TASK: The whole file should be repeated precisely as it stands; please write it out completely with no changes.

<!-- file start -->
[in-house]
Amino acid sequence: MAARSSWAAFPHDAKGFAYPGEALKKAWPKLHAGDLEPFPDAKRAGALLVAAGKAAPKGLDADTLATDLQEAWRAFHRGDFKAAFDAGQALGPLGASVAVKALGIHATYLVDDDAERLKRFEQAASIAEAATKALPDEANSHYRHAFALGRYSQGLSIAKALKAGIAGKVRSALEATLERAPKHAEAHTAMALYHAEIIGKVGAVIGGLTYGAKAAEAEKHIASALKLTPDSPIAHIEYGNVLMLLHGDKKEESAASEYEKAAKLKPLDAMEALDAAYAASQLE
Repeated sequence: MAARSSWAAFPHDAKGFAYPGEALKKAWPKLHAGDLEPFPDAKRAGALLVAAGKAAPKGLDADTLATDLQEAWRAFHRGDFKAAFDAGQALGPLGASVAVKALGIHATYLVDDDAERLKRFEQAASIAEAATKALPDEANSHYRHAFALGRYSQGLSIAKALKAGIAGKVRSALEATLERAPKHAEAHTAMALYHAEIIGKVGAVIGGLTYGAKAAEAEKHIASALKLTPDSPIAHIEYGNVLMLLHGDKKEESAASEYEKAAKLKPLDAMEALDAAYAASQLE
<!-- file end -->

[in-house]
Amino acid sequence: MAARSSWAAFPHDAKGFAYPGEALKKAWPKLHAGDLEPFPDAKRAGALLVAAGKAAPKGLDADTLATDLQEAWRAFHRGDFKAAFDAGQALGPLGASVAVKALGIHATYLVDDDAERLKRFEQAASIAEAATKALPDEANSHYRHAFALGRYSQGLSIAKALKAGIAGKVRSALEATLERAPKHAEAHTAMALYHAEIIGKVGAVIGGLTYGAKAAEAEKHIASALKLTPDSPIAHIEYGNVLMLLHGDKKEESAASEYEKAAKLKPLDAMEALDAAYAASQLE
Repeated sequence: MAARSSWAAFPHDAKGFAYPGEALKKAWPKLHAGDLEPFPDAKRAGALLVAAGKAAPKGLDADTLATDLQEAWRAFHRGDFKAAFDAGQALGPLGASVAVKALGIHATYLVDDDAERLKRFEQAASIAEAATKALPDEANSHYRHAFALGRYSQGLSIAKALKAGIAGKVRSALEATLERAPKHAEAHTAMALYHAEIIGKVGAVIGGLTYGAKAAEAEKHIASALKLTPDSPIAHIEYGNVLMLLHGDKKEESAASEYEKAAKLKPLDAMEALDAAYAASQLE